The present invention provides an improved method, apparatus, and computer instructions for synchronizing a database on an embedded device, such as PDA 108, with a database, such as one located on server 104. The mechanism of the present invention uses a local unique identifier (LUID), which is currently used in databases. A LUID is a non-zero number that uniquely identifies a given database record. In these examples, the LUID may be a time stamp of when a record was created. The mechanism of the present invention uses a selected value for the LUID to indicate that the record has been deleted. In this manner, no additional fields or change logs are required.
With reference now to
PDA 200 includes a bus system, which provides an interconnect for host/bus cache bridge 204, audio unit 206, storage unit 208, communications unit 210, and touch screen unit 212. Host/bus cache bridge 204 provides a connection for processor 214 and main memory 216.
The processes of the present invention are performed by processor 202 using computer implemented instructions, which may be located in a memory, such as, for example, main memory 216 or storage unit 208. Audio unit 206 provides a mechanism for an audio output, such as presentation of an audio file. Audio unit 206 may be, for example, a speaker and/or an output for a headphone. Storage unit 208 may take various forms, such as, for example, a compact flash or a memory stick. In some cases, storage unit 208 may even take the form of a hard disk drive. Communications unit 210 provides for establishing a communications link with another device, such as, for example, a PDA or a server. Touch screen unit 212 provides a display to present information to a user as well as a mechanism to receive input. In this example, the input is received through the use of a stylus that is tapped on the display mechanism of touch screen unit 212.
A database system is located on PDA 200 and synchronized with one or more servers. The present invention provides an improved method, apparatus, and computer instructions for synchronizing a client database with more than one database. These databases are typically located on different servers. The mechanism of the present invention modifies a change log located in the client device at the time of synchronization by using dirty bits located on the local or client database.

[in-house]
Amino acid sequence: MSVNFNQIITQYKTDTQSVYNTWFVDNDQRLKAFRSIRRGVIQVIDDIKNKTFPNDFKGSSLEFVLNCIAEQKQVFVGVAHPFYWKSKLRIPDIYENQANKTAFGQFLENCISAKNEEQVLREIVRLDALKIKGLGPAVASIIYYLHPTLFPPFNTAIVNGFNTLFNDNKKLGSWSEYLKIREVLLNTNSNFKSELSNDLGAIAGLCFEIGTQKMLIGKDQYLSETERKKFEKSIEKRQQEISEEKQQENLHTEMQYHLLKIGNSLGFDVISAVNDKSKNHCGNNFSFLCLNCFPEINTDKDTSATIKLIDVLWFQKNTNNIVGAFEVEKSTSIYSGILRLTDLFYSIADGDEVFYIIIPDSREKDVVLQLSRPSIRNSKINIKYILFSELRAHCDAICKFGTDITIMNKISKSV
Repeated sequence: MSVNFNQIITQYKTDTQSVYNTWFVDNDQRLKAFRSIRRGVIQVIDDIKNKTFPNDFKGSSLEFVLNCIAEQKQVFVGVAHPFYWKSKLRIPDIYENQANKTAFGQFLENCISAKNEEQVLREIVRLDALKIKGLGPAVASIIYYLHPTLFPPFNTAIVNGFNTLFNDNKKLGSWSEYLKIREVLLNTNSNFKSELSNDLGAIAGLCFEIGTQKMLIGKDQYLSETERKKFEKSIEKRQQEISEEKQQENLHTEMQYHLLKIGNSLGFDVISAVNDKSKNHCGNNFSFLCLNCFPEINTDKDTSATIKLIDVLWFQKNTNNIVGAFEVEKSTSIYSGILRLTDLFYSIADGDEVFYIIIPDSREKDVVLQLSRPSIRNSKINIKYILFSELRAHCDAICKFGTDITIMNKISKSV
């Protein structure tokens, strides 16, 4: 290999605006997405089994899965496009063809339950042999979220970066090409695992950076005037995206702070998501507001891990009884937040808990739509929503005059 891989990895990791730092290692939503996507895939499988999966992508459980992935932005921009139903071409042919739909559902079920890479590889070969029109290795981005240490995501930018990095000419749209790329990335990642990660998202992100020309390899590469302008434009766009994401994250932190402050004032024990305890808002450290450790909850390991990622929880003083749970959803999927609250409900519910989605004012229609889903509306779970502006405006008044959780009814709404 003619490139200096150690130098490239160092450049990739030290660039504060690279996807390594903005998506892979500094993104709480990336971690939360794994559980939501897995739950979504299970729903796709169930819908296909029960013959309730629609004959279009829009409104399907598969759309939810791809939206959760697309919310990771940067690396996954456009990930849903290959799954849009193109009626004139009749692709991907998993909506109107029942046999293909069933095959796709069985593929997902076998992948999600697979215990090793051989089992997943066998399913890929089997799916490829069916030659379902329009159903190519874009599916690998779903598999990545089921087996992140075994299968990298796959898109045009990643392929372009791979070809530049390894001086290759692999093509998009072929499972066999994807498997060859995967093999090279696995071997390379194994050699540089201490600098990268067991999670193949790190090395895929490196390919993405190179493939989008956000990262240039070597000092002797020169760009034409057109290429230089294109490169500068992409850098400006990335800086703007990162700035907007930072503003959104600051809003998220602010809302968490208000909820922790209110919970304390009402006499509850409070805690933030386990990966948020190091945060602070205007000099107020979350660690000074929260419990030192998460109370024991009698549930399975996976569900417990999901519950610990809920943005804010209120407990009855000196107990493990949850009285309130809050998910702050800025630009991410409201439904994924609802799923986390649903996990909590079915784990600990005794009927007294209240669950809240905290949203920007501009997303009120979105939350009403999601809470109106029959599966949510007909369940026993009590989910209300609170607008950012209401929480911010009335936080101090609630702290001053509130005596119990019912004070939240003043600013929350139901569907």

With reference now to
Database 302 is in essence a local data store and includes in these examples application programming interfaces used to clear dirty bits within the database. Database 302 sets dirty bits in response to any modification of a record within database 302. In these examples, three settable dirty bits are present for each record in database 302. These bits are set based on whether a record has been inserted, modified, or deleted. Records with “deleted” dirty bits are referred to as “soft-deleted” because these records may be undeleted by unsetting the dirty bit.
Change log 308 includes records 310. An entry or record is added to the set of records 310 by change manager 300 based on dirty bits that have been set since the last change log update. In these examples, the records are added to change log 308 in a batch manner. Once the records have been added to records 310 in change log 308, the dirty bits in database 302 are cleared. “Soft-deleted” records will be set to a “hard-deleted” state, removing them from database 302. Change log 308 contains an ordered list of changes that includes indices that correspond to a particular server. The index for a server marks a point within change log 308 that has been sent to the server. These indices serve as anchors that map to a particular server and also are referred to just as “anchors”.
In synchronizing database 302 with database 304 on server 306, client manager 300 begins by obtaining record identifiers for dirty records. These identifiers are unique IDs that identify a particular data entry. For example, database 302 may support an application program interface that provides all dirty records. Alternatively, client manager 300 may check each record within database 304 to see if a record is dirty. These dirty records are records for which dirty bits have been set. After these record identifiers have been obtained by client manager 300, the dirty bits are cleared within database 302. Thereafter, client manager 300 appends changes to change log 308. The appending of changes to the change log and the clearing of dirty bits occur atomically in these examples. These changes are added to the beginning of records 310 within change log 308 in these examples. In this example, the last synchronization with database 304 is located at anchor 312. The changes appended by change manager 300 add records from anchor 312 to point 314 in change log 308. These changes are sent to server 306 for synchronization with database 304.
Afterwards, modifications are received from server 306 by change manager 300. These modifications may be, for example, changes made to database 304 since the last synchronization with database 302. These changes also may include reconciliations between differences in records sent to server 306. These modifications are added to database 302 and the records in which changes are made have dirty bits set for these records. Client manager 300 then obtains identifiers for dirty records and clears the dirty bits. These changes are appended to change log 308.